What Comes Next
|January 9, 2007||Posted by Hanno T. Beck under Book Reviews|
What Comes Next? Proposals for a Different Society, by Thad Williamson. Washington: National Center for Economic and Security Alternatives, copyright 1998. Paperbound, 185 pages.
reviewed by Hanno T. Beck
Big Ideas Made Accessible
Dozens of books have been written in just the last few years, containing analyses of what’s wrong with Western capitalist economics, its politics and its culture. Some of the authors of these books go on to describe what they believe needs to be done, to take us from our current society to a new one that better recognizes such things as human rights and environmental protection.
Thad Williamson has performed a great service for anyone who wants to survey the current lines of thought being pursued in such books, by giving us an annotated bibliography. In What Comes Next, Williamson gives short synopses of the main points made in each of dozens of these books, enabling the reader to take in a wide range of thinking without wading through every tome on his or her own. We might call Williamson’s work a kind of Reader’s Digest of important recent thought, and we mean this only in a good sense — Williamson is not trying to homogenize the views of the authors whose works he reviews nor is he hiding the radical ideas and arguments going on.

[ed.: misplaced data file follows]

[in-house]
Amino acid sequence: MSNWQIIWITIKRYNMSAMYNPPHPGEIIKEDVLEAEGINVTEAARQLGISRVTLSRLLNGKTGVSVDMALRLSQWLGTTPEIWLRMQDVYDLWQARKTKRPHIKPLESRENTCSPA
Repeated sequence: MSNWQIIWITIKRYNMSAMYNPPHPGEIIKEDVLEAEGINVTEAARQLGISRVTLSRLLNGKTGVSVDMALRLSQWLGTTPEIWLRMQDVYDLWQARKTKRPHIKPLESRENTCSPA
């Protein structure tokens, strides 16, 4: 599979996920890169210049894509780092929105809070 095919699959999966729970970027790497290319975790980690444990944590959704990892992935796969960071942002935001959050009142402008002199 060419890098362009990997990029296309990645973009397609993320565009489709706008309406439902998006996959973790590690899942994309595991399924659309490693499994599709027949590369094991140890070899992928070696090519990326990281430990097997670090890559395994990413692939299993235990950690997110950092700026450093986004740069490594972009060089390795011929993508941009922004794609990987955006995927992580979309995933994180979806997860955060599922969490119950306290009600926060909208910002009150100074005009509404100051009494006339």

I know that I would never have the time to read most of the books discussed in What Comes Next, but getting a sense of their proposals is very helpful. You will also get your own inidividual and quite useful picture of which books are most urgent to you, which ones you should read right away and which can be avoided.
Although What Comes Next is a bibliography, I read it cover-to-cover with no difficulty — it feels like reading a series of short book reviews, each related in some interesting way to the overall topic of where our society is trending and how the worst aspects of that trend may be modified.